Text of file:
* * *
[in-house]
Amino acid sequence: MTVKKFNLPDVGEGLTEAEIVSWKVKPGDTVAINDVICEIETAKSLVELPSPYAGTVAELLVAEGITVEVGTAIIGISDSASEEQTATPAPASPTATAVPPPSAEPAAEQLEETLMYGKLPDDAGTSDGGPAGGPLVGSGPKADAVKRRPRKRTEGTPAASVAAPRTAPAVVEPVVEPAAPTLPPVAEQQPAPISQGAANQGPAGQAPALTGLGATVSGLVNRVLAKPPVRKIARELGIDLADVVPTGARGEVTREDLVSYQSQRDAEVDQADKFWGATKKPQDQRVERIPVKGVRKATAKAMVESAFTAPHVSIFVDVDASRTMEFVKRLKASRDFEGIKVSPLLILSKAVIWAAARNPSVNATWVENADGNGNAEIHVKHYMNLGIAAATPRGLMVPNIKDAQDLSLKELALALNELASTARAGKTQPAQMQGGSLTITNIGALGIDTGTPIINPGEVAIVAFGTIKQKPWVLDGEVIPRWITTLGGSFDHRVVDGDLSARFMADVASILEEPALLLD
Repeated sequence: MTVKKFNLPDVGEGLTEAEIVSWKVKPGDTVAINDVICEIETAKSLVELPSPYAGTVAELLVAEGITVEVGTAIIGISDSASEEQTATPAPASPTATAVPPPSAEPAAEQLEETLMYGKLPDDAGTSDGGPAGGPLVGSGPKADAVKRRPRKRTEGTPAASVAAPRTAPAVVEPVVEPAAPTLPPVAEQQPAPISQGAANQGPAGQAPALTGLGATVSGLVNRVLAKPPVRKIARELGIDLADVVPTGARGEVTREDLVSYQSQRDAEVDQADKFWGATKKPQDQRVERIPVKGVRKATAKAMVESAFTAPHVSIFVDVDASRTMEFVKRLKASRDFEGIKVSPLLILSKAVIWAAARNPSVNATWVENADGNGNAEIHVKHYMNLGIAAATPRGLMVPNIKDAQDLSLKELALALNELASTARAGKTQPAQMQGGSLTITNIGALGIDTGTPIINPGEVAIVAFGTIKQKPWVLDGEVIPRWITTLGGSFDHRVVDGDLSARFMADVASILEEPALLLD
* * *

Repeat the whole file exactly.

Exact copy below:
[in-house]
Amino acid sequence: MTVKKFNLPDVGEGLTEAEIVSWKVKPGDTVAINDVICEIETAKSLVELPSPYAGTVAELLVAEGITVEVGTAIIGISDSASEEQTATPAPASPTATAVPPPSAEPAAEQLEETLMYGKLPDDAGTSDGGPAGGPLVGSGPKADAVKRRPRKRTEGTPAASVAAPRTAPAVVEPVVEPAAPTLPPVAEQQPAPISQGAANQGPAGQAPALTGLGATVSGLVNRVLAKPPVRKIARELGIDLADVVPTGARGEVTREDLVSYQSQRDAEVDQADKFWGATKKPQDQRVERIPVKGVRKATAKAMVESAFTAPHVSIFVDVDASRTMEFVKRLKASRDFEGIKVSPLLILSKAVIWAAARNPSVNATWVENADGNGNAEIHVKHYMNLGIAAATPRGLMVPNIKDAQDLSLKELALALNELASTARAGKTQPAQMQGGSLTITNIGALGIDTGTPIINPGEVAIVAFGTIKQKPWVLDGEVIPRWITTLGGSFDHRVVDGDLSARFMADVASILEEPALLLD
Repeated sequence: MTVKKFNLPDVGEGLTEAEIVSWKVKPGDTVAINDVICEIETAKSLVELPSPYAGTVAELLVAEGITVEVGTAIIGISDSASEEQTATPAPASPTATAVPPPSAEPAAEQLEETLMYGKLPDDAGTSDGGPAGGPLVGSGPKADAVKRRPRKRTEGTPAASVAAPRTAPAVVEPVVEPAAPTLPPVAEQQPAPISQGAANQGPAGQAPALTGLGATVSGLVNRVLAKPPVRKIARELGIDLADVVPTGARGEVTREDLVSYQSQRDAEVDQADKFWGATKKPQDQRVERIPVKGVRKATAKAMVESAFTAPHVSIFVDVDASRTMEFVKRLKASRDFEGIKVSPLLILSKAVIWAAARNPSVNATWVENADGNGNAEIHVKHYMNLGIAAATPRGLMVPNIKDAQDLSLKELALALNELASTARAGKTQPAQMQGGSLTITNIGALGIDTGTPIINPGEVAIVAFGTIKQKPWVLDGEVIPRWITTLGGSFDHRVVDGDLSARFMADVASILEEPALLLD